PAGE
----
Past history is never final, for perspectives change and new facts come to light. Yet sometimes, "new" facts are old ones that have been in the public domain a long time, like unexploded bombs.
Only a few years ago, The Independent reviewed the partition of India in the light of a fresh book by Jaswant Singh, who was a member of the Hindu nationalist Bharatiya Janata Party until 2014, and was nine years old when Partition occurred. Supposedly, the responsibility for the terrible bloodshed between Muslims and Hindus as the country tore itself in two had previously been laid at the door of the Muslim separatist Mohammad Ali Jinnah; now (2009) we were to remember the intransigence of Jawaharlal Nehru and his Congress Party.
Yet 38 years before the above-linked article, exactly the same points were made in John Masters' 1971 autobiography "Pilgrim Son". Masters, a fifth-generation Indian Army man, was working at General Headquarters in Delhi in 1946, and was passed a request from the Viceroy, Field Marshal Archibald Wavell, to draft a paper (overnight!) on "the strategic results of splitting India". Masters concluded [see pp. 33-35] that there would be serious flaws in defence capabilities:
"Would the new countries be militarily viable? It didn't look like it. Pakistan would be like the peel of an orange. It would have all the dangerous frontiers, and much of the military accommodation - but no flesh, no core of industry, manpower or finance. Everywhere the lines of defence or counterattack would be in Pakistan, the base depots to support them in India...
"Briefly, my paper declared that the partition of India was militarily possible, but unsound. For over a century military problems had been worked out on the basis of one country, its natural boundaries the Himalayas and the sea, and this unity was built into the military fabric... I concluded that partition would place a very severe strain on Pakistan, particularly. The official advice of the Defence Department therefore was: don't."
Masters immediately received many plaudits from colleagues and superiors, but politics trumped his caveats:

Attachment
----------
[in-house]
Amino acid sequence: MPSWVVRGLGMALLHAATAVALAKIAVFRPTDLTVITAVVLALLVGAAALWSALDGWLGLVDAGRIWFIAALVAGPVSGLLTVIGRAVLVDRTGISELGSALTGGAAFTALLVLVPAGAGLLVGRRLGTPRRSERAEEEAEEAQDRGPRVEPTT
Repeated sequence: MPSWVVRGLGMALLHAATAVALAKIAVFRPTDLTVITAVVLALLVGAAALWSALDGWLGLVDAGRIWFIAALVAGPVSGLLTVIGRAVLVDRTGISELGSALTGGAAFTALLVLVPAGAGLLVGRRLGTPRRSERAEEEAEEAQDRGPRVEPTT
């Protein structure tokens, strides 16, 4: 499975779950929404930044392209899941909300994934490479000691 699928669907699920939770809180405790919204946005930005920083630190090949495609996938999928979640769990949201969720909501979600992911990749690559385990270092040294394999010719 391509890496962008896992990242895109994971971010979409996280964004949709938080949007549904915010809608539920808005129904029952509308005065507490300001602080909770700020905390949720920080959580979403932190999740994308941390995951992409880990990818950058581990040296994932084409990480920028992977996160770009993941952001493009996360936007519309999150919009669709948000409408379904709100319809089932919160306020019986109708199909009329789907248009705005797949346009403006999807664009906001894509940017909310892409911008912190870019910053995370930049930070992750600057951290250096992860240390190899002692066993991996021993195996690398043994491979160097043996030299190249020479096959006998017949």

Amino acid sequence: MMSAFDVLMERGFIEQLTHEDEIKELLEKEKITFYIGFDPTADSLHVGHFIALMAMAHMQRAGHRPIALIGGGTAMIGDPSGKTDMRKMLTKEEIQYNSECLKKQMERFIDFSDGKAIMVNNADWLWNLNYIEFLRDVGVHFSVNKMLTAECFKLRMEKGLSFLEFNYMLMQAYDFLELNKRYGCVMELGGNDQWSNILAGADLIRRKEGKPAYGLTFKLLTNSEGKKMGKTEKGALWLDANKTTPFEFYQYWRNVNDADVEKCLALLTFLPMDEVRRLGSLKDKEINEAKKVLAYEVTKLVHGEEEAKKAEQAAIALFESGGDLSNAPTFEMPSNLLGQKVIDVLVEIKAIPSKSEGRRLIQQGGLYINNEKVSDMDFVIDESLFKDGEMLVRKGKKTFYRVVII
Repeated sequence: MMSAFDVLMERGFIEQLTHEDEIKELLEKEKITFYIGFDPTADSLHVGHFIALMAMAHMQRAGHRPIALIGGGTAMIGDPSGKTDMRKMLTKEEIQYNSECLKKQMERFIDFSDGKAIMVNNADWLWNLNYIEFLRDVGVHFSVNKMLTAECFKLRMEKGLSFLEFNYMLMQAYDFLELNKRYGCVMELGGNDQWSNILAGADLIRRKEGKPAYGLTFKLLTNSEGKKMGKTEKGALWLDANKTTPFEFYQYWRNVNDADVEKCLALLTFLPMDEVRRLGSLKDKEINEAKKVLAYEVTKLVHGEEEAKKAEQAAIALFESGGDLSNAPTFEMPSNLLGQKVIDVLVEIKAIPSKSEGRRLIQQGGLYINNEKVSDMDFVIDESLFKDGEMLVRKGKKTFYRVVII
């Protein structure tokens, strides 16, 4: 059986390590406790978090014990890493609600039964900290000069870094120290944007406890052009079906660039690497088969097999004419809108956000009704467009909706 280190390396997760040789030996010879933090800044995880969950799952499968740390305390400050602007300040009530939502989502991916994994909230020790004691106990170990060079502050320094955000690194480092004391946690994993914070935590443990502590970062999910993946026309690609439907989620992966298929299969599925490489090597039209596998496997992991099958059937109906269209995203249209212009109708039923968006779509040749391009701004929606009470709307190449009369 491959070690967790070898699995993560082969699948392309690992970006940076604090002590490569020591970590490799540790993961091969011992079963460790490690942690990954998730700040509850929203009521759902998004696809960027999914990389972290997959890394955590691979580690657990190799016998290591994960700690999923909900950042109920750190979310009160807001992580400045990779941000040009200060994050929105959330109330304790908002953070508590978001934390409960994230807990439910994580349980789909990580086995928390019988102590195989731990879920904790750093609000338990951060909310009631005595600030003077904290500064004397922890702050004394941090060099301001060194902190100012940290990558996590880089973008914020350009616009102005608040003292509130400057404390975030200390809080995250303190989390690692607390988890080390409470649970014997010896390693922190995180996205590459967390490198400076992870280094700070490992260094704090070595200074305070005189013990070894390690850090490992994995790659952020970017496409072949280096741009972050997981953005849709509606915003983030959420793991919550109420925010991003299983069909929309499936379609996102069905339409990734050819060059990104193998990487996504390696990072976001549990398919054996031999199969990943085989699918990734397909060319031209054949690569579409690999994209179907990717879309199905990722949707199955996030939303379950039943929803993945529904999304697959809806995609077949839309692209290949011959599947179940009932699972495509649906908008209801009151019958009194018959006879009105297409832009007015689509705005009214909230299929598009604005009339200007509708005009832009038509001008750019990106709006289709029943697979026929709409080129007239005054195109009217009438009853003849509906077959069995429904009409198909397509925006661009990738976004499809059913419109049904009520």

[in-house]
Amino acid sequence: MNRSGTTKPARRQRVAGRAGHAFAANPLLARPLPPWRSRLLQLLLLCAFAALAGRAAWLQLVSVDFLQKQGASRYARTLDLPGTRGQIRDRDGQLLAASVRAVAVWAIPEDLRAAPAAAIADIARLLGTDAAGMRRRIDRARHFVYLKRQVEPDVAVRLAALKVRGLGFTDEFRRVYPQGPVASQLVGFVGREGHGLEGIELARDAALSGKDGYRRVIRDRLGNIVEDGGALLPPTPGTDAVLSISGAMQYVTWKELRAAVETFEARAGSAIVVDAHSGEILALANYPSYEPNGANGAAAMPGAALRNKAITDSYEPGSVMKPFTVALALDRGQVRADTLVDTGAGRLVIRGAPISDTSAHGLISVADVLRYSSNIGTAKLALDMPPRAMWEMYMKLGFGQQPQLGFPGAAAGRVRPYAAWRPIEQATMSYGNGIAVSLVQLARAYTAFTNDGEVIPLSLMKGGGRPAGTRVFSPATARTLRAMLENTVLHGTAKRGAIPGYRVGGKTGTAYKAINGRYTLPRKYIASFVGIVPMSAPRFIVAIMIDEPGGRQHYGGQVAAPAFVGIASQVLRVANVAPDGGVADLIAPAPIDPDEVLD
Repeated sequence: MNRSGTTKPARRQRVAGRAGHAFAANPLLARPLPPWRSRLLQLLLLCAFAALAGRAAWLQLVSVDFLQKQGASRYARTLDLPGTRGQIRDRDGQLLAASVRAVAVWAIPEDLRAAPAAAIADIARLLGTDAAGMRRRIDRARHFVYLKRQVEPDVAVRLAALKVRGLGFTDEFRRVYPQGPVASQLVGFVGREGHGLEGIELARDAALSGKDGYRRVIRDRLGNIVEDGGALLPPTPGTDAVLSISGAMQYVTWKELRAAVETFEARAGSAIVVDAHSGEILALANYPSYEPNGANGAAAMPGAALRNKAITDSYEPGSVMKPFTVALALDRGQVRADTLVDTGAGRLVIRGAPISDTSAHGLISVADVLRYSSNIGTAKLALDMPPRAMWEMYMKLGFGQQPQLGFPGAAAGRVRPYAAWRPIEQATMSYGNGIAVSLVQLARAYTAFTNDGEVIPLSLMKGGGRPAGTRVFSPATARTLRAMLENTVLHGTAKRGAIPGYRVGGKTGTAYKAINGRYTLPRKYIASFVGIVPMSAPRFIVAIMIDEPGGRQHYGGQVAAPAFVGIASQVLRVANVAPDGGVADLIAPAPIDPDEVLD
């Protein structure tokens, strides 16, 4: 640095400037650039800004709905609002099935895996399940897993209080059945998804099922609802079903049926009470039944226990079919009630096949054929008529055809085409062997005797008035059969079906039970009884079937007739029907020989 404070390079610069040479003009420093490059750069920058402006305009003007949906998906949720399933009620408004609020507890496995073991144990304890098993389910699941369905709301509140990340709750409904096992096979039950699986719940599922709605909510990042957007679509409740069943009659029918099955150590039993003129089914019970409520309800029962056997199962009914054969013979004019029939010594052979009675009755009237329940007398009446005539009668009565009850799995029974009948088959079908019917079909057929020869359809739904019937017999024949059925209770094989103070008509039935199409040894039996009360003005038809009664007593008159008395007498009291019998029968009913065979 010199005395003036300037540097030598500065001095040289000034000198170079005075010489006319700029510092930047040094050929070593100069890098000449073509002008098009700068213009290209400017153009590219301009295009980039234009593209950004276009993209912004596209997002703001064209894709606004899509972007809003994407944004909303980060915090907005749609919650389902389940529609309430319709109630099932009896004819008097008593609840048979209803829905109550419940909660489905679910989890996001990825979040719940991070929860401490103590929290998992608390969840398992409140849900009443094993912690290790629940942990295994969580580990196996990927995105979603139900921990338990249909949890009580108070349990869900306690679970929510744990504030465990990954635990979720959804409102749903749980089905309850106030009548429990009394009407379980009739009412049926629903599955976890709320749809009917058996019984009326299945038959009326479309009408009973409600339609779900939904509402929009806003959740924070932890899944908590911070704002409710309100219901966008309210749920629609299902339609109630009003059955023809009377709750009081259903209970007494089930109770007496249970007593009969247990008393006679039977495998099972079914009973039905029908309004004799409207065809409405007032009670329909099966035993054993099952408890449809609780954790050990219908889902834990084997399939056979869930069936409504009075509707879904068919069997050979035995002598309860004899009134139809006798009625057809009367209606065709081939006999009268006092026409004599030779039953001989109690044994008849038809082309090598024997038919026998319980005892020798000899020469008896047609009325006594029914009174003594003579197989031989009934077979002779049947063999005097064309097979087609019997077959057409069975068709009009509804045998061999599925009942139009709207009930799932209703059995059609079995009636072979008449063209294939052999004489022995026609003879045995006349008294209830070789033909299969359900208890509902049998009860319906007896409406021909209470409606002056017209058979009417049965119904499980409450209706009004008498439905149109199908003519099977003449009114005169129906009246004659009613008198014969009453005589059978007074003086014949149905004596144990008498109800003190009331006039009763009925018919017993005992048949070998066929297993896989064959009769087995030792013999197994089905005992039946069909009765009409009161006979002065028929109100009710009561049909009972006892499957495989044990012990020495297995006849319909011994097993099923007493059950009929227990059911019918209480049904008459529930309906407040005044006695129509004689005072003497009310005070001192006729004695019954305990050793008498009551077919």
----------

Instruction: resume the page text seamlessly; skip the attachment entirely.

"As everyone knows, India was, in fact, divided, but it is not perhaps so widely appreciated that the responsibility for this tragedy lies with Mr Nehru. For when the Congress, the Muslim League, and other parties had at last been persuaded to agree to the Cabinet Committee Plan, he gave a press conference at which he stated that the Congress considered itself 'completely unfettered by agreements and free to meet all situations as they arise'. As he was the president of the Congress this could only mean that his party, once it attained the majority power promised to it under the Plan, would be free to break the terms under which the other parties had agreed. With a sigh of delight - for in accepting the plan they had been forced to give up the goal of Pakistan - Mr Jinnah and the Muslim League also reneged on their agreement and returned to the old and now unalterable demand for a separate country of their own."
Then came pressure from the British side to get it done:
"The London Government wanted to set a date for transfer of power - but to whom? The political parties in India had not agreed, so to set a date for transfer was merely to set a date for chaos. Lord Wavell stated that this would cost a great many lives, and that he would not be responsible for carrying out such a policy. As the Government in England intended to do just that, they set about finding someone to replace him, who would do what they wanted." [p. 38]
Referencing a 2007 book by Richard Mead ["Churchill's Lions"] the Wikipedia article on Wavell spins this as:
"At the end of the war, rising Indian expectations continued to be unfulfilled, and inter-communal violence increased. Eventually, in 1947, Attlee lost confidence in Wavell and replaced him with Lord Mountbatten of Burma."
Estimates of the consequent loss of life vary between 200,000 and 2 million, plus massive disruption to millions of others. Churchill foresaw something of the kind in 1931 (though he was wrong about unemployment in the UK - the devastation of WWII forced Britain to restock human labour capacity from its colonies.)
If only Nehru could have been a reasonable-compromiser; if only the new British Labour Government hadn't been so hell-bent on resolving the issue with maximum despatch; if only Gandhi had not been murdered in 1948 and so might have lived to be a moderating influence on Nehru.
But it's funny how these reinterpretations have to wait for some much later, perhaps random event to set off the explosive.
And since then, tensions between India and Pakistan, possible chess-playing by other nations looking to use one side or the other for their own purposes, and the problems of relations with neighbouring states such as Afghanistan; and the Sunni-Shia sectarianism that threatens to ravage Pakistan as much as elsewhere in the Islamic world.
Perhaps we should be writing multiple-viewpoint histories of today - e.g. on what I see as the Bush-Blair wrecking ball in the Middle East. Rather than individual historians arguing from differing standpoints, maybe modern history should be Cubist, offering many-faceted perspectives in the same composition.
Georges Braque: “Bottle and Fishes”, c. 1910–2